The wealth-building power of compound interest will never cease to amaze me. It's a story of patience and attention to detail, where small, short-term differences add up to massive divergence over decades. And in the end, the biggest winners don't always deliver the fattest share-price returns.

Today, we'll dive deeper into health care and consumer products giant Johnson & Johnson (NYSE: JNJ). Owning Johnson & Johnson stock as a dividend play makes all kinds of sense, because the company scores better than the Dow Jones Industrial Average (DJINDICES: ^DJI) in nearly every income-production category.

J&J has increased its payout by an annual compound average of 11.5% over the last decade. That's the 12th-most generous policy increase among the Dow's 30 members. Its 3% yield ties for 10th place alongside fellow household name Procter & Gamble (NYSE: PG), but consumer goods specialist P&G can't quite match Johnson's dividend increases. Moreover, P&G shares have gained 29% over the last year in dividend-adjusted terms -- respectable, but not even close to Johnson's 44% jump. That 3% dividend yield looks all the more respectable against that rapid rise, which serves as a headwind for rich yields.

Now, a large chunk of J&J's outperformance happened in the last year. The company seems poised to make a mint on Obamacare. CEO William Weldon even voiced public support for the controversial policy in 2011. P&G investors, on the other hand, can't hang their hat on that catalyst. So in some ways, it's not a fair fight.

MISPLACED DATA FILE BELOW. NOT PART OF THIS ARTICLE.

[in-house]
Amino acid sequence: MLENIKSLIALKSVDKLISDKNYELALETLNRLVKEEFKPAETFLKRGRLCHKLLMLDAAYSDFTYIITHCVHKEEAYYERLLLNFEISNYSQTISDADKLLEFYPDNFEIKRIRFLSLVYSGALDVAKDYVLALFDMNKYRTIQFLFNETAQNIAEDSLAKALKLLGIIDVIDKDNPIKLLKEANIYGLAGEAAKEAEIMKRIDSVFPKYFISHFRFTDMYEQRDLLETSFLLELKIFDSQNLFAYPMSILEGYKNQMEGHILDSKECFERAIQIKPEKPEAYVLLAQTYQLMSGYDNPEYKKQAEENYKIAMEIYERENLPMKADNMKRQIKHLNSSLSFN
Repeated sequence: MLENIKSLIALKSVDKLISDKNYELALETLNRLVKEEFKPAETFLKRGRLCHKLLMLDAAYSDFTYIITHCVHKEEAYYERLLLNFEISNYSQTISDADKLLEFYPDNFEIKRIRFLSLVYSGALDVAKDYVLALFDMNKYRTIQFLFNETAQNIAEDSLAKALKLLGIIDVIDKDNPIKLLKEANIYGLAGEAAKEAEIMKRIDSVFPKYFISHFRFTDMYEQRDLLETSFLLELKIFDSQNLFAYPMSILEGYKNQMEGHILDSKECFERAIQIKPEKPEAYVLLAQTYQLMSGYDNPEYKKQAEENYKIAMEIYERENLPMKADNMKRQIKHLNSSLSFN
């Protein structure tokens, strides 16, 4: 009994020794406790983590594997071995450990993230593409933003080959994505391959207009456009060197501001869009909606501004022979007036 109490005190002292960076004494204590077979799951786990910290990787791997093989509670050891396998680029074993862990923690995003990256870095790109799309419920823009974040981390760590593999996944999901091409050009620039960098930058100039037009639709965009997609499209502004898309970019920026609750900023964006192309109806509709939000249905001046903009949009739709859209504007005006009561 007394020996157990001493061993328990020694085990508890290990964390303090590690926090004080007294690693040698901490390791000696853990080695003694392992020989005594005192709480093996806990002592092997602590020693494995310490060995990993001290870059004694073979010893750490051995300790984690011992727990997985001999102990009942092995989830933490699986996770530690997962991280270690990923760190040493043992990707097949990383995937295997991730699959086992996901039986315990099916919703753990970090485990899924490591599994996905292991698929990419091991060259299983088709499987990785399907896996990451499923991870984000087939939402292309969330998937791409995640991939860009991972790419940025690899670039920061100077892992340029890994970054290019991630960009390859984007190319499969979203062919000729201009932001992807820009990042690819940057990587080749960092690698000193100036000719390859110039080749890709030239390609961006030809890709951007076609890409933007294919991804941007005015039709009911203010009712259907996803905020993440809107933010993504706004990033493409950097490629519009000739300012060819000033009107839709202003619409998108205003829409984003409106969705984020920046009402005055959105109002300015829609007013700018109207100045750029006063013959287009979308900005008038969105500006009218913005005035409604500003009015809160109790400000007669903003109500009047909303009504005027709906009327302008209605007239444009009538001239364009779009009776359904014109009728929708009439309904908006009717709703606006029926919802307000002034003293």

Then again, Obamacare is coming, and J&J can sit back to reap the rewards. There's nothing wrong with cashing in on a policy change, even if it's a controversial one. So this one-time catalyst is set to play itself out over the next few years, giving Johnson & Johnson's shares even more fuel for higher share prices and more generous dividends.

And when you get right down to brass tacks, J&J's dividends help a fairly mediocre long-term performer beat its Dow peers by a significant margin. Rock-steady dividend increases play a large role in this story, and long-term shareholders collect all the benefits.

JNJ Chart

JNJ data by YCharts.

Is bigger really better?
Involved in everything from baby powder to biotech, Johnson & Johnson is criticized by some as being spread way too thin. If you want to know whether J&J is just a bloated corporate whale or a well-diversified giant that's perfect for your portfolio, check out the Fool's new premium report outlining the Johnson & Johnson story in terms that any investor can understand. Claim your copy by clicking here now.

Fool contributor Anders Bylund holds no position in any company mentioned. Check out Anders' bio and holdings or follow him on Twitter and Google+.

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